Our Blue Bar experience is what makes Nashville special and different from other cities. There are parks, restaurants and bars everywhere. However, only in Nashville can you hear people sing and think they may be famous one day. Obviously, Nashville is full of people wanting to be stars. But, it is hard to imagine how many. There are bartenders and waitresses all over town who have more talent than many superstars. They just haven’t caught the break that everyone looks for. Talented people sing in small bars and venues throughout the city just hoping they will be seen. I have heard a bunch that never made it but a few that did. I saw Jewel open a show once and didn’t think she had a chance. So, my eye for talent may not be very keen. But, we saw a band on Sunday that may have a shot. In fact, it’s the only unknown band I have heard that hit me in that way. They were called Peter Terry and the City Profits, and I urge you to Google them. They have an album on iTunes that I have already bought. If they make it, then my girlfriend and I can always say that we saw them at the Blue Bar along with 15 other people.

After all this drinking, I needed some more food before driving home. This time we skipped the quaint bistros and went straight for the king of all Mexican food chains, Chuy’s.

Not real Mexican food, but it's good anyway.

The food is great, and half of the stuff on the menu is an homage to Elvis. How can you beat a combination of Mexican food and Elvis? Here’s a hint – you can’t.

That was our Sunday on the Nashville scene. If you ever get a chance to visit, then be sure to make it happen. You’ll have a great time.

The Problem With Sonic

17 Nov

I love Sonic. It is, by far, my favorite fast food joint because it caters to my taste buds. Corn dogs. Chili pies. Milkshakes. Jalapeno cheeseburgers. Now that I think about it, I like just about everything on their menu. It’s big yellow sign is a beacon that draws me to the breading, to the grease, and, most of all, to the convenience. No matter how much I like the food, it is really the convenience that attracts me. I can pull up, sit in my car and not have to deal with anyone else. This system works well for an introvert because I can’t, for the life of me, make myself walk into a restaurant and eat by myself. I feel like a loser and imagine myself eating alone until I am 80 years old. For me, Sonic is perfect. Wait, it used to be perfect because there is something currently about Sonic that I don’t understand.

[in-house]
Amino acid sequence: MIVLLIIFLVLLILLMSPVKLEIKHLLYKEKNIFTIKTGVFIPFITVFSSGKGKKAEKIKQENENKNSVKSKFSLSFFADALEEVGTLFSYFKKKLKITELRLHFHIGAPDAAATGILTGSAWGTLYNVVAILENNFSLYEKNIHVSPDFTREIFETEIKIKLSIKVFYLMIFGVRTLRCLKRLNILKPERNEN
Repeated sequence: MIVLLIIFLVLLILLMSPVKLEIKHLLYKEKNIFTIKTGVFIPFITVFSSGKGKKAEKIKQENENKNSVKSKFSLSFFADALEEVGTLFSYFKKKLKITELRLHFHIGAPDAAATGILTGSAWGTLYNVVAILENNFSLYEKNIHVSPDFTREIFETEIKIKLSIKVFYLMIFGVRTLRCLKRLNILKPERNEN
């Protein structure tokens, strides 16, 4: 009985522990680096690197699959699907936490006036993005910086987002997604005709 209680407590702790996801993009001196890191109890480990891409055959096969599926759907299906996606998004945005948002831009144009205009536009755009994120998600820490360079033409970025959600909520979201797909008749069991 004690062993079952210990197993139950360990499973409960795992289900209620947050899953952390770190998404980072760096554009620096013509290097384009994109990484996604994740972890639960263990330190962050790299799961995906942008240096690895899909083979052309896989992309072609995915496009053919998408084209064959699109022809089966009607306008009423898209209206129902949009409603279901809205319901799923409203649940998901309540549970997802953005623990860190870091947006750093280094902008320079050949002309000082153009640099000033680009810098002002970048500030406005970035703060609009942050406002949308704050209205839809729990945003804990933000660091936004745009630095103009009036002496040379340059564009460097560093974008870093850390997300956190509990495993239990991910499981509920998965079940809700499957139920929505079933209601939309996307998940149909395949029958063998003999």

Why does Sonic have a drive-thru window?

It makes not sense whatsoever. The entire Sonic concept is designed around the convenience of customers not getting out of their cars. The nostalgia of years past comes to life as smiling waitresses, sometimes on roller skates, bring your food to you. This is after you push a button and order food from your own personal glowing menu. So, what gives? Why does a drive-in restaurant need a drive-thru window? My initial conclusions are:

1. People are too lazy to put their vehicle in reverse. As far as I can tell, that is the only difference between pulling into a parking spot to order and ordering in a car line. It is the same menu. It is the same person on the intercom. It is the same waiting time. Actually, I think the car line waiting time is longer. I have seen Sonic’s with people waiting in a huge line while parking spaces sat empty.

2. People do not want someone bringing food to them. This is not an original idea because a man I work with brought it to my attention. While contemplating the mystery of the Sonic drive-thru, I mentioned my confusion to him. He said that he always uses the drive-thru because he didn’t want anyone hovering around his car. It invaded his comfort bubble or some nonsense. Is this really the mindset? People don’t want a cute girl on roller skates to bring food because it’s uncomfortable? The person in the drive-thru window has to reach toward your car. And, what about waiters in restaurants? They are hanging around the table all of the time.

3. People are too cheap to tip. I always tip the girl who brings my food. In fact, one of my former students who worked at Sonic said that they made better tips than any restaurant in town. Maybe people use the drive-thru because it is against their religion to tip a fast food worker, and this is their way out of an uncomfortable situation.

I have to admit that this mystery is totally beyond me. I can’t figure out why Sonic’s have drive-thru windows. Apparently, there is a reason because Sonic is spending money putting them in. Obviously, customers have asked for them. If you have any ideas about why this is, then please let me know.